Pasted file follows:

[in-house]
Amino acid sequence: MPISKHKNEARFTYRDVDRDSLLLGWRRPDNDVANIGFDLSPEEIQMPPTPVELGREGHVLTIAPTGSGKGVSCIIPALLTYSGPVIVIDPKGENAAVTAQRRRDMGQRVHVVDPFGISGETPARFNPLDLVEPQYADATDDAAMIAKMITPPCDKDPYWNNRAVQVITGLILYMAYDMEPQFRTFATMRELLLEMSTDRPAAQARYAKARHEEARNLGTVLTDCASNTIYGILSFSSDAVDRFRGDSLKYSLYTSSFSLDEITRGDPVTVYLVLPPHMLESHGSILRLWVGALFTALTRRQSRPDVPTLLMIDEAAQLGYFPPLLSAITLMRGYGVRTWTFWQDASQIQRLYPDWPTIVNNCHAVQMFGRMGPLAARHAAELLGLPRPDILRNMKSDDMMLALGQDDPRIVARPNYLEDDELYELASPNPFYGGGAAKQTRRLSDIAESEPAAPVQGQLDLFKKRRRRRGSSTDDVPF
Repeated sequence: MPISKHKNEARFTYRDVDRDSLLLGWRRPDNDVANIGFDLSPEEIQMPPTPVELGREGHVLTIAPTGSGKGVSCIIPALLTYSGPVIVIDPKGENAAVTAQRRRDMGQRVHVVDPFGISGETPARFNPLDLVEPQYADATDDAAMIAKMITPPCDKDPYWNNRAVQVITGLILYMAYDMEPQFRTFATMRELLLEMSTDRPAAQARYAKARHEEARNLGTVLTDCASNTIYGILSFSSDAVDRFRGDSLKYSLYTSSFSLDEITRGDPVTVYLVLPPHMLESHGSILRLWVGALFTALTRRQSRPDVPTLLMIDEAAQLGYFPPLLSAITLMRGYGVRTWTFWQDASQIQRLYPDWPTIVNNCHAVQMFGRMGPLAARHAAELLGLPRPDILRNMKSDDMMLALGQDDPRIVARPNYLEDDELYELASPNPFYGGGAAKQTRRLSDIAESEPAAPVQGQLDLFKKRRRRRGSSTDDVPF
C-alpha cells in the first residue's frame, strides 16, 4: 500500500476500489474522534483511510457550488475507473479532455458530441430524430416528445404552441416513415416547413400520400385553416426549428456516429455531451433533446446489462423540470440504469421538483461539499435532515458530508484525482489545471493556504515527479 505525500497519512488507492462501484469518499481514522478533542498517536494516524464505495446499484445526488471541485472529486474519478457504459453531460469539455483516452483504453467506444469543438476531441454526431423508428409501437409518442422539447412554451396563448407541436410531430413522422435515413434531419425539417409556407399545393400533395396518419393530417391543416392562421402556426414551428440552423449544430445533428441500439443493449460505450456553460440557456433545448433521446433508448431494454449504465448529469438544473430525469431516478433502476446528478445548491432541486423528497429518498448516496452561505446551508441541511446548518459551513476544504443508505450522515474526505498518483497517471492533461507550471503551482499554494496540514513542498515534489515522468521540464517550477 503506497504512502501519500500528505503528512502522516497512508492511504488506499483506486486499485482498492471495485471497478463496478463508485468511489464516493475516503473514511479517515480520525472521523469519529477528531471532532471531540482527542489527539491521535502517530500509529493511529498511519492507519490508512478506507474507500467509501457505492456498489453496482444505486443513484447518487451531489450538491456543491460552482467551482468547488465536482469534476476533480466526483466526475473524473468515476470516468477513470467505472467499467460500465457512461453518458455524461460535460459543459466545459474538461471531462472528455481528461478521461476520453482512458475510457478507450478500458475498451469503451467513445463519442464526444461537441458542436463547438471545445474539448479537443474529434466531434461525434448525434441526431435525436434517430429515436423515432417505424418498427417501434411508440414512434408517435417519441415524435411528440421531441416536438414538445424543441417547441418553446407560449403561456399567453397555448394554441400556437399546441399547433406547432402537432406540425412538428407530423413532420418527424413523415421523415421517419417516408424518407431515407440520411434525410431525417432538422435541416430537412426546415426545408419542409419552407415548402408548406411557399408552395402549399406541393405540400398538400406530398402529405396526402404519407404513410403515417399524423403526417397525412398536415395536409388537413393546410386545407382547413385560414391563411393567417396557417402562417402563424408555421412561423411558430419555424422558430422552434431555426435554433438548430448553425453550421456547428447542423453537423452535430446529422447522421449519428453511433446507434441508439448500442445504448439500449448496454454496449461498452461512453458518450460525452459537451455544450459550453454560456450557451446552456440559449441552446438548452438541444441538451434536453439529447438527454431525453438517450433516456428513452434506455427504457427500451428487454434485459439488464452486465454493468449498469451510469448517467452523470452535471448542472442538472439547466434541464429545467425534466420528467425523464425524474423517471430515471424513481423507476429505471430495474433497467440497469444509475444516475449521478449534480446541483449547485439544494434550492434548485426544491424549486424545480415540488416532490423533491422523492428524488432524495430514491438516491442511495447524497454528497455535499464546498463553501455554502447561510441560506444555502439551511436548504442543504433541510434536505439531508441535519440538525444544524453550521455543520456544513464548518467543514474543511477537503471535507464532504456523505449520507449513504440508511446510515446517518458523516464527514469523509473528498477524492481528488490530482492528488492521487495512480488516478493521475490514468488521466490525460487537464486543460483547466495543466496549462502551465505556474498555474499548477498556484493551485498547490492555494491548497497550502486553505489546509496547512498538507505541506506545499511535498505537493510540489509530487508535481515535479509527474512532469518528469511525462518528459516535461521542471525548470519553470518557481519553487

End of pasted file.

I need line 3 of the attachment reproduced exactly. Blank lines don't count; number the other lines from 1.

Repeated sequence: MPISKHKNEARFTYRDVDRDSLLLGWRRPDNDVANIGFDLSPEEIQMPPTPVELGREGHVLTIAPTGSGKGVSCIIPALLTYSGPVIVIDPKGENAAVTAQRRRDMGQRVHVVDPFGISGETPARFNPLDLVEPQYADATDDAAMIAKMITPPCDKDPYWNNRAVQVITGLILYMAYDMEPQFRTFATMRELLLEMSTDRPAAQARYAKARHEEARNLGTVLTDCASNTIYGILSFSSDAVDRFRGDSLKYSLYTSSFSLDEITRGDPVTVYLVLPPHMLESHGSILRLWVGALFTALTRRQSRPDVPTLLMIDEAAQLGYFPPLLSAITLMRGYGVRTWTFWQDASQIQRLYPDWPTIVNNCHAVQMFGRMGPLAARHAAELLGLPRPDILRNMKSDDMMLALGQDDPRIVARPNYLEDDELYELASPNPFYGGGAAKQTRRLSDIAESEPAAPVQGQLDLFKKRRRRRGSSTDDVPF